Naoki Inoue will be one of the favourites for the upcoming Rizin Grand Prix. Since returning to Japan after a brief UFC stint he has won four fights out of four.
His UFC career was somewhat forgettable with Inoue winning one and losing one. He subsequently parted ways with the promotion and decided to continue his career with Rizin.
Inuoe has won three fights out of three for his new employers choking out Yuki Motoya and Shooto Watanabe in the first round at Rizin 26 and Rizin 22 respectively. These victories followed on from a debut decision win over Trent Girdham at Rizin 21 with the 23 year old hitting top form as he heads into this tournament.
He came across as extremely confident in a recent episode of Rizin Confessions,
“I’ll win against anybody. I’m going to win it all.”
Inoue certainly chose a robust test for his opponent in the opening round. He’ll be up against Shintaro Ishiwatari, a veteran of 48 fights who has won eight of his last ten.
The process for deciding the first round fights was complicated but Inoue was essentially able to pick his opponent. He explains the choice as follows,
“The reason is simple. I want to fight the best guys.”
Ishiwatari may be coming into this bout on the back of a loss, but it couldn’t have been much closer. He dropped a split decision to former Shooto champion, Hiromasa Ougikubo at Rizin 20 and Inoue enjoyed that fight,
“His fight against Ougikubo was really good. I hope the fight against me will be an even better fight,” said Inoue.
MMA runs through the Inoue family. His older sister Mizuki still competes in the UFC. Both siblings began training in martial Aarts when they were young children and Naoki remembers how his sister would encourage him to improve.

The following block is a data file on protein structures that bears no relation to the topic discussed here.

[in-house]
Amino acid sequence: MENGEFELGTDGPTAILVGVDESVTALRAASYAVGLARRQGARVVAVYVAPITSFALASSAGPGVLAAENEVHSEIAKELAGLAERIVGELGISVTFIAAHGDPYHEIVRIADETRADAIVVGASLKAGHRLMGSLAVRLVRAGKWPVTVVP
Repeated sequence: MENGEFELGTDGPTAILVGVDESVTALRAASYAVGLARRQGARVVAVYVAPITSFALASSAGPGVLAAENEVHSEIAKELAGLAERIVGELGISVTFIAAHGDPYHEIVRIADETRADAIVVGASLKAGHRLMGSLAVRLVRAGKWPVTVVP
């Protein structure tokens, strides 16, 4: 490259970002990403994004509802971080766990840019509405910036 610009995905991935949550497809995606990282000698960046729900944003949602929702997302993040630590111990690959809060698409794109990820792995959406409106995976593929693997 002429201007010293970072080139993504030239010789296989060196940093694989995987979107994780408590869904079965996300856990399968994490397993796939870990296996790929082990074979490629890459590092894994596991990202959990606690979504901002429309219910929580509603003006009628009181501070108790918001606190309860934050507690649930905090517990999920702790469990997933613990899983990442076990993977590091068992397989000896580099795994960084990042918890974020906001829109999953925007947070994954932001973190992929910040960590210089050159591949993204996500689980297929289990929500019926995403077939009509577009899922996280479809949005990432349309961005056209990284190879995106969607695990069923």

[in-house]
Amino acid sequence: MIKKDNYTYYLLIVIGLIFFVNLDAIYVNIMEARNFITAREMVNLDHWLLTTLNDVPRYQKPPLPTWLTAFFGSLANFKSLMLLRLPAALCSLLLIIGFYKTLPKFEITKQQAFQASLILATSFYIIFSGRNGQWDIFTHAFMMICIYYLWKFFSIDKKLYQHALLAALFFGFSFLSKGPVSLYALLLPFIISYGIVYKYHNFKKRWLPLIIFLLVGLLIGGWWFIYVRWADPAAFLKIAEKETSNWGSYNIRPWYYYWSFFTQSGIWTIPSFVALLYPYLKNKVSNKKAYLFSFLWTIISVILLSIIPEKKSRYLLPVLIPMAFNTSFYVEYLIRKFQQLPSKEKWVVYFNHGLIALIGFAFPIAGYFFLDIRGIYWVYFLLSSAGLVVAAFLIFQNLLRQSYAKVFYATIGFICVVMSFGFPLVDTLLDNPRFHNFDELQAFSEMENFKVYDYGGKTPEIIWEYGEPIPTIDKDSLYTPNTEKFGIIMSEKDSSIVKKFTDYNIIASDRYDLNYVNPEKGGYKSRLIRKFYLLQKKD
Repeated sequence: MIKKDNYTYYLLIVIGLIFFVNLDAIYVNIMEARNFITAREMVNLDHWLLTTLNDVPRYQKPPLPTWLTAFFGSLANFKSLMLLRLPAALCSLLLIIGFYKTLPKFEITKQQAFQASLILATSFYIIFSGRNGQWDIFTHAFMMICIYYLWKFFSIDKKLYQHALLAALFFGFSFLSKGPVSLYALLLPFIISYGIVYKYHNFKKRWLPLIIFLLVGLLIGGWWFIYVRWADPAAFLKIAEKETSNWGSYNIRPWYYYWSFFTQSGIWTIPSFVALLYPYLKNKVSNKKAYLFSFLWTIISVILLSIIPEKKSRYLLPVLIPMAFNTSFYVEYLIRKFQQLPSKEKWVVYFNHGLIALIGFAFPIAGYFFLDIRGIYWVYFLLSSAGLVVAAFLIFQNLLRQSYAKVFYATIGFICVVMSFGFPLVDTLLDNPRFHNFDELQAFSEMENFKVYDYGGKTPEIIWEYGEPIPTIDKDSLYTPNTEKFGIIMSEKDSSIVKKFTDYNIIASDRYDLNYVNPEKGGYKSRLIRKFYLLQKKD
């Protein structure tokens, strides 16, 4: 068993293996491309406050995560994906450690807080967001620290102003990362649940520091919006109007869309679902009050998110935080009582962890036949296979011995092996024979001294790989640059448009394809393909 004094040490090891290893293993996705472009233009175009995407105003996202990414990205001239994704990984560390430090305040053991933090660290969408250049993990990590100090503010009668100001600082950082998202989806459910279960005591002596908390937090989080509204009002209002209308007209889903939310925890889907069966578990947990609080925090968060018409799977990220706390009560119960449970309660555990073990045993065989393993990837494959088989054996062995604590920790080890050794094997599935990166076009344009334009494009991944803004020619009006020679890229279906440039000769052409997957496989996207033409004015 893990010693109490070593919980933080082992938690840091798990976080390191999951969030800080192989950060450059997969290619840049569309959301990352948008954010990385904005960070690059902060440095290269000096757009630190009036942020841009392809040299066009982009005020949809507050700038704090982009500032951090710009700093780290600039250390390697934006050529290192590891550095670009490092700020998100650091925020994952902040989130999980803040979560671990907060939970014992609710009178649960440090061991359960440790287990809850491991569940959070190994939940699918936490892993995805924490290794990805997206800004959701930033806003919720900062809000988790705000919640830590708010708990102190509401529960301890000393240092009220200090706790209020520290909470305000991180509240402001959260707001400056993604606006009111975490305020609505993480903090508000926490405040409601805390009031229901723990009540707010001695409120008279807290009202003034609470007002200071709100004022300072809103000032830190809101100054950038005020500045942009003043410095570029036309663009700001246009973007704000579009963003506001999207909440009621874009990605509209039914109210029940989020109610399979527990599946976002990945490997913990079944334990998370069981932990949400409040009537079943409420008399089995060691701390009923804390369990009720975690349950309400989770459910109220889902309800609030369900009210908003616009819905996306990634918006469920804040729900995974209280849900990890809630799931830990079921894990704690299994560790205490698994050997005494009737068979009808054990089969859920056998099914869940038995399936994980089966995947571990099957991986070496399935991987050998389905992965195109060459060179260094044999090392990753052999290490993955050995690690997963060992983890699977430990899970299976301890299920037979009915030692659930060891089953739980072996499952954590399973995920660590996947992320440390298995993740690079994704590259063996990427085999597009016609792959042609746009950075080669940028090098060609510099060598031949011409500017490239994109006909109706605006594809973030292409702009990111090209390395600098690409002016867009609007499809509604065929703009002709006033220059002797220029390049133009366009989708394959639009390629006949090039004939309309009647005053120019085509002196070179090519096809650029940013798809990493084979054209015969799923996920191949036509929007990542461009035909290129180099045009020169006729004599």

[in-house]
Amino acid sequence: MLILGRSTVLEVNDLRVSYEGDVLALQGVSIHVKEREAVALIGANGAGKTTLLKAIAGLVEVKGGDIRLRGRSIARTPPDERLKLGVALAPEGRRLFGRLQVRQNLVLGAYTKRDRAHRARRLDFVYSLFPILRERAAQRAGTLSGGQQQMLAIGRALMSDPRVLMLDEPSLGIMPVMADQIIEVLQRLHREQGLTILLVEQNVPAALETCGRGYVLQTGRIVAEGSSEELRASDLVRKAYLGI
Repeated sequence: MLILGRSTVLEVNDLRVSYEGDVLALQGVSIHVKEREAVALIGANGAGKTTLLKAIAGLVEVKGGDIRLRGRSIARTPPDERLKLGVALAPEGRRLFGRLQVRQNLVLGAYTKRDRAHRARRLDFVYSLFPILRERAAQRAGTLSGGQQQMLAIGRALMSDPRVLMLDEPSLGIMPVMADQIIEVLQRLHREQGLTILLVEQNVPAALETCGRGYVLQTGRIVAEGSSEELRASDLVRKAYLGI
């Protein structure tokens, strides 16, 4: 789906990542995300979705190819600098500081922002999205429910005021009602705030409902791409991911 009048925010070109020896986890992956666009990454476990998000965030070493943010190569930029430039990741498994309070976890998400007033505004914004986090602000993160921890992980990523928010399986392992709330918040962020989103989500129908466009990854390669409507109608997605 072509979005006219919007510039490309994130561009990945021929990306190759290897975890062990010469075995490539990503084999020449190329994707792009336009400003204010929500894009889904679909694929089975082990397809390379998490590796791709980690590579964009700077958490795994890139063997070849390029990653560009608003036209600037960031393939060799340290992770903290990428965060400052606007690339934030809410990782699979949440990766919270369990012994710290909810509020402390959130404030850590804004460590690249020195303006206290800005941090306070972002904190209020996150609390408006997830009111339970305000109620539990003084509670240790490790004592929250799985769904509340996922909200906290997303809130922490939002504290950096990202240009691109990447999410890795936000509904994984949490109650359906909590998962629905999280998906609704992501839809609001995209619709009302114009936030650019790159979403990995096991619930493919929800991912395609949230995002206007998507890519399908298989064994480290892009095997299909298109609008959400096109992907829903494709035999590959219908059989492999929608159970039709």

“Mizuki would look at my practise and make suggestions,” he said.
“I was terrible, I would be matched with a girl in a tournament and lose. But I felt like quitting was not an option. This is all I had, fighting was all I could do.”
Mizuki is currently training at Longo and Weidman back New York, while Naoki returned to Japan to focus his current mission. His sister has been running the rule over Ishiwatari and sounds impressed,
“He can counter, he can fight coming forwards. I think the fight’s going to be mostly on the feet. He likes to swing that left hand. Those shots are quite powerful. You have to be aware of his left hand,” she warned him.
Inoue sees Ishiwatari as a serious threat too. He knows it will be one of the most eagerly anticipated matchups in the opening round of the Bantamweight Grand Prix and wouldn’t have it any other way,
“The motivation is totally different, how I approach this fight mentally is totally different. I want tough competition and if that gets people excited then it kills two birds with one stone.”